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Sanitation Clubs: Making Back to School Better

"Okay, let me give you an example of why water and sanitation in schools are important." David’s excitement is palpable.

He’s a member of the Chilomoni Primary School’s Sanitation Club in Blantyre, Malawi, and he’s been on the forefront of heralding important change in water and sanitation for the school’s 1,600 students.

"Previously we would all drink from a bucket in the classroom," he says. "Personally, I felt like it was easily contaminated by a lot of students dipping their cups in it."

The previous sanitation facilities also left a lot to be desired.

"We had one toilet block, and it would be congested," David says. "To avoid this, some of my friends would go during class and miss important topics. We also used to go in the bushes around the school."

David’s school built new water and sanitation facilities in 2014, and the changes and their effects on the school’s students have been vast.

New drinking stations mean no more dipping cups into shared buckets of water in classrooms. Improved toilet blocks mean no more missing class or going in the bush. Handwashing stations mean diseases like cholera stopped spreading. Menstrual hygiene resources mean girls could stay in school when they’re on their periods.

The Sanitation Club David is a part of is charged with promoting behavior change around utilizing the new facilities and resources, and one of the methods they utilize are games.

"We never knew that games could be used in conducting hygiene promotions," David says. "It’s very exciting! Our toilets are now always clean because students know how to properly use them."

David says his favorite game is World Toilet Cup. A goal post is set up with a hole shaped like a toilet’s drop-hole, and students try to kick the ball through this hole. If they miss, the other students shout out that the student now has to clean the toilet – a way of reminding each other to make sure the toilet blocks stay clean.

Beatrice Kamphata is a teacher at the Chilomoni school and helps lead the Sanitation Club. She says the club was formed in 2004 when Water For People began training the school’s teachers on hygiene promotion, and its influence has grown since the new facilities were constructed in 2014. Beatrice breaks into a smile, noting that enrollment has grown by nearly 300 students since 2014, which she attributes to the new facilities and resources.

"We have seen girls’ improved confidence and class performance after having new girls’ change-rooms at our school," Beatrice says.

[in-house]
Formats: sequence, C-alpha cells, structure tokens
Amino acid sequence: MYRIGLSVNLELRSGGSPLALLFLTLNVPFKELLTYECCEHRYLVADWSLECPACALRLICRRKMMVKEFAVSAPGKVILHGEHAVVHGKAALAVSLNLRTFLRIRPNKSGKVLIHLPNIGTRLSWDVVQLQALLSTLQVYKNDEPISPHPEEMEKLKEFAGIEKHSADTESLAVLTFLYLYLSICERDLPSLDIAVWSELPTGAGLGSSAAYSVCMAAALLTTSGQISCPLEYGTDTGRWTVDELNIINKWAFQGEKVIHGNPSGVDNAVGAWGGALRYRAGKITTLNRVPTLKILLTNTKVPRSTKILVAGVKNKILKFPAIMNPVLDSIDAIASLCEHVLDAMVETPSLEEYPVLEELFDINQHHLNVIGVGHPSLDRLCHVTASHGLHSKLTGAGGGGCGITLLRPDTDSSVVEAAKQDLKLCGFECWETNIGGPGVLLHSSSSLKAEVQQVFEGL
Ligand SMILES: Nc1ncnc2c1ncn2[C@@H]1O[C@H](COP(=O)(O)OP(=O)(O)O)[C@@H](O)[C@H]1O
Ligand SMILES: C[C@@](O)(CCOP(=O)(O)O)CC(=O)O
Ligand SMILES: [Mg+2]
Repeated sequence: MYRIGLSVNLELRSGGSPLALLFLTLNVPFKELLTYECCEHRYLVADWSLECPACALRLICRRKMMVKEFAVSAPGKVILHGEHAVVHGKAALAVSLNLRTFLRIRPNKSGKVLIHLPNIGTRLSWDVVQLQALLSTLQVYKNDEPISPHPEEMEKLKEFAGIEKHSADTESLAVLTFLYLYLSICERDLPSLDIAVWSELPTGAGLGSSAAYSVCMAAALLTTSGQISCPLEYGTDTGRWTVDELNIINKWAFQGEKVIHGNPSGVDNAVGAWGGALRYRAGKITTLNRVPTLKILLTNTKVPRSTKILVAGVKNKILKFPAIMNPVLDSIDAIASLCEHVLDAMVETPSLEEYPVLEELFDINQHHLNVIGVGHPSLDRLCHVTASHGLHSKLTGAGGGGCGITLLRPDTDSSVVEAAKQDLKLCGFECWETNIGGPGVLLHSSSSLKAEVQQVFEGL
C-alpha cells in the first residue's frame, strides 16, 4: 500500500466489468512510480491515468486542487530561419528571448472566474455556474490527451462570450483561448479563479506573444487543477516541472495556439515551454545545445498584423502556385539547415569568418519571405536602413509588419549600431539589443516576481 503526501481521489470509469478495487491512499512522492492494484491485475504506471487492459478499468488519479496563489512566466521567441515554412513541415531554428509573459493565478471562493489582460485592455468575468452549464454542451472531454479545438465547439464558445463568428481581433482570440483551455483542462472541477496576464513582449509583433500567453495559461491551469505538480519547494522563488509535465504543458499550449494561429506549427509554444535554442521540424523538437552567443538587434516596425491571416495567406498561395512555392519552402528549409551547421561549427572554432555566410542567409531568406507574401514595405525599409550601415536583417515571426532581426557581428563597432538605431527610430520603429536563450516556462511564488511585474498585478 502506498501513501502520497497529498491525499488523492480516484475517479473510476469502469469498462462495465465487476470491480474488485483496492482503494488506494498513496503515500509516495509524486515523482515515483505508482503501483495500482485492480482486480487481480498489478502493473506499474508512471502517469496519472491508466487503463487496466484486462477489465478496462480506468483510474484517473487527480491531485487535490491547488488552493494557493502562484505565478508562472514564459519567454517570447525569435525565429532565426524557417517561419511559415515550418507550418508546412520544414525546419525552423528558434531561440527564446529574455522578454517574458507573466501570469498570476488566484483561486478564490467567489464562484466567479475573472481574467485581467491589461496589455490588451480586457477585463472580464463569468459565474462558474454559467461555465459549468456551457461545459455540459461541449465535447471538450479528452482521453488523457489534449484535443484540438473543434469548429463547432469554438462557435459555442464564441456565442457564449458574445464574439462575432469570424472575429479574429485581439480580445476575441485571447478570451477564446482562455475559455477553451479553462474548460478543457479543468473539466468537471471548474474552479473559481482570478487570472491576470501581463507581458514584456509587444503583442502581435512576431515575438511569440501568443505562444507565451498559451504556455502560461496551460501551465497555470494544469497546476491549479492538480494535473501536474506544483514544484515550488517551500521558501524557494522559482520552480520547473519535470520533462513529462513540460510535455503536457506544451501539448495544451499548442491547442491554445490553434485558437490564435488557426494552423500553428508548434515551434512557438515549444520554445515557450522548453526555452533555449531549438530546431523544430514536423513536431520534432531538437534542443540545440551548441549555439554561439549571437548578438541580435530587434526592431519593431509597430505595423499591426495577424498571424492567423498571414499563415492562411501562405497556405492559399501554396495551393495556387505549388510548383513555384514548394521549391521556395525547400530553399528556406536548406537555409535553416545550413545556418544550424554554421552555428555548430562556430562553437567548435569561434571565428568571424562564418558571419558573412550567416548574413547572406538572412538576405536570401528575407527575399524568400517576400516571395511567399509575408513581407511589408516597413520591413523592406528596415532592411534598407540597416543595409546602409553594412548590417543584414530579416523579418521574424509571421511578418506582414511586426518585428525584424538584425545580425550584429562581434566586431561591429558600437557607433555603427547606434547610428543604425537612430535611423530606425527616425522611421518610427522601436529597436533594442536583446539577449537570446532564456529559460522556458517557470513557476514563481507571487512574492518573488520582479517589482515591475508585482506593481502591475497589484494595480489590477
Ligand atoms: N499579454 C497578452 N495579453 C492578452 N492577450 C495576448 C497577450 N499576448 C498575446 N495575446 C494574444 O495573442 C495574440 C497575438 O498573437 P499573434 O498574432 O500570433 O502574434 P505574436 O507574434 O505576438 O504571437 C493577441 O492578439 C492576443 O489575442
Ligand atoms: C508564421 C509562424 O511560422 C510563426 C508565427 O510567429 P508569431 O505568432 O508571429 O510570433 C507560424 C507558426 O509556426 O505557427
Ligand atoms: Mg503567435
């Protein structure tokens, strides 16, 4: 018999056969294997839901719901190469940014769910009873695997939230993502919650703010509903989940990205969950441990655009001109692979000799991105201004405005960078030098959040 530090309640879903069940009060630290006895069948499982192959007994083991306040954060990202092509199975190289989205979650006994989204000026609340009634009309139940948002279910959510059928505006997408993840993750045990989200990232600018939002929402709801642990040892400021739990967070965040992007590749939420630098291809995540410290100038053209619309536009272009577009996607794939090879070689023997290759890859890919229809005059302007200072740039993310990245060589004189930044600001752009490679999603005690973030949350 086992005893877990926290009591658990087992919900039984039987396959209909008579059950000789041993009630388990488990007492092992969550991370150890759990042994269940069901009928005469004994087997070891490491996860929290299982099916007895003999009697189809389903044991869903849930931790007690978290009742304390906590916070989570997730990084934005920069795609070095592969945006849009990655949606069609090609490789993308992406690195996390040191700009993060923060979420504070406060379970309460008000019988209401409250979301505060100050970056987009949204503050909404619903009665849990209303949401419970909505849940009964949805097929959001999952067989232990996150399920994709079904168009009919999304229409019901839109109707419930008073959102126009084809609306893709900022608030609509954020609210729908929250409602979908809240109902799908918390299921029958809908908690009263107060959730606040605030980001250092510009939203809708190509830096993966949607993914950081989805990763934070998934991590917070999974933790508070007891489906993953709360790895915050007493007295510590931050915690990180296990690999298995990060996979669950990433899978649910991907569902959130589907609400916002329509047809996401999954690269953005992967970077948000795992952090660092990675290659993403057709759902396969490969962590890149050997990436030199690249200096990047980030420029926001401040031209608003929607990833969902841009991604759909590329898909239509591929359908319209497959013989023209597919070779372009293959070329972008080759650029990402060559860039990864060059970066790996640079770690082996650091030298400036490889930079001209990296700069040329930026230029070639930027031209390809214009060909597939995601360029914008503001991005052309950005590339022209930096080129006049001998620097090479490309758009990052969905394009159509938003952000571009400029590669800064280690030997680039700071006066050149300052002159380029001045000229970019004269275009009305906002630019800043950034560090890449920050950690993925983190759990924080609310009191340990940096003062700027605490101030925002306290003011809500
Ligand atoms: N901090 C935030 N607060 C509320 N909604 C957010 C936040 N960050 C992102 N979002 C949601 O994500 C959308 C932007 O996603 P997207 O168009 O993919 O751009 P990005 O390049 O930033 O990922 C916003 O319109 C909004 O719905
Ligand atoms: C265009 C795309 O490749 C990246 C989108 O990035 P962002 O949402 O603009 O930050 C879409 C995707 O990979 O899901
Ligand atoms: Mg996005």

There are also pads and incinerators available for girls while they’re on their periods, and Beatrice says these menstrual hygiene resources have been the catalyst for keeping girls in school and allowing them to move onto secondary school.

"Blantyre’s low-income areas, where most of our schools are located, have had a series of cholera outbreaks some years back," Margory says. "We have worked with Water For People in ensuring that students have skills to prevent cholera and diarrheal diseases."

Margory Matthews Banda works with Malawi’s Ministry of Education as the School Health and Nutrition Coordinator in Blantyre. She oversees 61 schools, making sure each one has adequate water, sanitation, and hygiene facilities just like the Chilomoni Primary School. One of her chief goals behind this initiative is to prevent diseases from spreading.

She said the school Sanitation Clubs like the one at the Chilomoni Primary School have been key in this endeavor by promoting handwashing in schools. "This has greatly contributed in the prevention of cholera!" Margory says.

As a coordinator at the district level, Margory has a broad outlook on the importance of girls staying in school. "To stay home because as a girl-child, you have no place to change your pads, is the cruelest form of discrimination against women," she says. "In the future, this girl will be a woman and because of this mentality she received in childhood, she will have low self-esteem to aspire to greater positions in society. Let’s build confidence now to have more women leaders in the future!"

The outlook for schools in Blantyre is bright, as one by one they construct improved water and sanitation facilities – empowering more students like David. The next challenge, according to Margory? Keeping up with the pace of increased enrollment to make sure there are still enough toilets for the ever-increasing number of students who can now stay in school.

We think that’s a good problem to have.

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